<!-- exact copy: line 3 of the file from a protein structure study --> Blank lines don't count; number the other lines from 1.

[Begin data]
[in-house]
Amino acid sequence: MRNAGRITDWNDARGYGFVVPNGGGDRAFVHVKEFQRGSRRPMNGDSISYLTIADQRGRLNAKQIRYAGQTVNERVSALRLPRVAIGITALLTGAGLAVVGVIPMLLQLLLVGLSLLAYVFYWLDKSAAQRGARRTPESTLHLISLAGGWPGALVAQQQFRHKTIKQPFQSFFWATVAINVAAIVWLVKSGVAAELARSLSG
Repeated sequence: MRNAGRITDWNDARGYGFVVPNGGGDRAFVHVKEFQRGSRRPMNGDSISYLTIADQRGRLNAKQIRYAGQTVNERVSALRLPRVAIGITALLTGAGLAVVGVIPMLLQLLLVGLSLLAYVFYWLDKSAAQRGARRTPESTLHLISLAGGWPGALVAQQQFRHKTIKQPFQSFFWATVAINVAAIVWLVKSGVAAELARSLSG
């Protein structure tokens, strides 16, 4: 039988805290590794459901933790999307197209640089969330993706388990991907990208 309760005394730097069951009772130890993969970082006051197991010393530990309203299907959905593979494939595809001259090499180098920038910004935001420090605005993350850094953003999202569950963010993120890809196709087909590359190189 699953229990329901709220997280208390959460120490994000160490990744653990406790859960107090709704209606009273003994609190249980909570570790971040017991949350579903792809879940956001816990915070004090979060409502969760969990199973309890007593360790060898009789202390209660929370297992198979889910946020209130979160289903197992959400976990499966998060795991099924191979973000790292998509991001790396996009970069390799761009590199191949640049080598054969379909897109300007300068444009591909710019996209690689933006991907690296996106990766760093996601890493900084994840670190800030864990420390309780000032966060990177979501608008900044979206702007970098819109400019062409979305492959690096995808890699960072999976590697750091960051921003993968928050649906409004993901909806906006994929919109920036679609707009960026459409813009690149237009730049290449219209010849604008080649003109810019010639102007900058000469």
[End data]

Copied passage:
Repeated sequence: MRNAGRITDWNDARGYGFVVPNGGGDRAFVHVKEFQRGSRRPMNGDSISYLTIADQRGRLNAKQIRYAGQTVNERVSALRLPRVAIGITALLTGAGLAVVGVIPMLLQLLLVGLSLLAYVFYWLDKSAAQRGARRTPESTLHLISLAGGWPGALVAQQQFRHKTIKQPFQSFFWATVAINVAAIVWLVKSGVAAELARSLSG